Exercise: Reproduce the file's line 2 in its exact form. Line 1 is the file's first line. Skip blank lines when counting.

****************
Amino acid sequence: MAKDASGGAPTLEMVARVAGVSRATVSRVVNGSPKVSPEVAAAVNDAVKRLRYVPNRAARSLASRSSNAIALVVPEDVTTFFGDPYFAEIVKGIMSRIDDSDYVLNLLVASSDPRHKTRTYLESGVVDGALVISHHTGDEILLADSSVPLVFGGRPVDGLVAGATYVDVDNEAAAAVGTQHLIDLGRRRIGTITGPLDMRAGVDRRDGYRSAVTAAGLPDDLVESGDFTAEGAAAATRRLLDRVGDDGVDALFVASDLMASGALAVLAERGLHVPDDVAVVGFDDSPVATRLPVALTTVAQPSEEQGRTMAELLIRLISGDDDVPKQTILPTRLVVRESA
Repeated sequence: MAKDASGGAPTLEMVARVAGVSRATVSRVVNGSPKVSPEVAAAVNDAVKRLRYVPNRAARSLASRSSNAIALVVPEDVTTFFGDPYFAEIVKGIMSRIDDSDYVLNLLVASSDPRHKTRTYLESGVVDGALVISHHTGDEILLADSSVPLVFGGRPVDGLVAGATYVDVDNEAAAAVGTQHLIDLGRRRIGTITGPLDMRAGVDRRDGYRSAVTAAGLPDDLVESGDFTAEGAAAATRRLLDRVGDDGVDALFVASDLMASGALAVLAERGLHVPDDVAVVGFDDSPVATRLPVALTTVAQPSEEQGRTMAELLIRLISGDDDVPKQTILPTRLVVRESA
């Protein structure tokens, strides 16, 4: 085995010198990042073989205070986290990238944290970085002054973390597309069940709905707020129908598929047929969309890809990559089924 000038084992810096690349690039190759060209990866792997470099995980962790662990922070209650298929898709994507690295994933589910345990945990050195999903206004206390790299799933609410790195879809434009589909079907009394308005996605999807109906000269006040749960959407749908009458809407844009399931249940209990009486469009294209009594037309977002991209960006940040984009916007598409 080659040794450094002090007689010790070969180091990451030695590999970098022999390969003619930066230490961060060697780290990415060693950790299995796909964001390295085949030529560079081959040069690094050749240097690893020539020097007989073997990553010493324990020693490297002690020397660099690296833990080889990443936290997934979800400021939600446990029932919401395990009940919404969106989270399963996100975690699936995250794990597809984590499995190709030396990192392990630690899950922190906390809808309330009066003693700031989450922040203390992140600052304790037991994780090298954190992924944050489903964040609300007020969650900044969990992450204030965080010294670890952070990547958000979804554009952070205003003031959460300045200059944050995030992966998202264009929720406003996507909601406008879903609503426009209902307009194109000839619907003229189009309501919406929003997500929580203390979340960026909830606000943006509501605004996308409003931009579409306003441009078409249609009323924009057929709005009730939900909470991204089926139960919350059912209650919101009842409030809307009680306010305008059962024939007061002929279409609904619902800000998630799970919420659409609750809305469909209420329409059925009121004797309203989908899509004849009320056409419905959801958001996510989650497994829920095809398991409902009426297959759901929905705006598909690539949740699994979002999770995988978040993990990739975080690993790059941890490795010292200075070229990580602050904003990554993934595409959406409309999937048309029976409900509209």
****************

Repeated sequence: MAKDASGGAPTLEMVARVAGVSRATVSRVVNGSPKVSPEVAAAVNDAVKRLRYVPNRAARSLASRSSNAIALVVPEDVTTFFGDPYFAEIVKGIMSRIDDSDYVLNLLVASSDPRHKTRTYLESGVVDGALVISHHTGDEILLADSSVPLVFGGRPVDGLVAGATYVDVDNEAAAAVGTQHLIDLGRRRIGTITGPLDMRAGVDRRDGYRSAVTAAGLPDDLVESGDFTAEGAAAATRRLLDRVGDDGVDALFVASDLMASGALAVLAERGLHVPDDVAVVGFDDSPVATRLPVALTTVAQPSEEQGRTMAELLIRLISGDDDVPKQTILPTRLVVRESA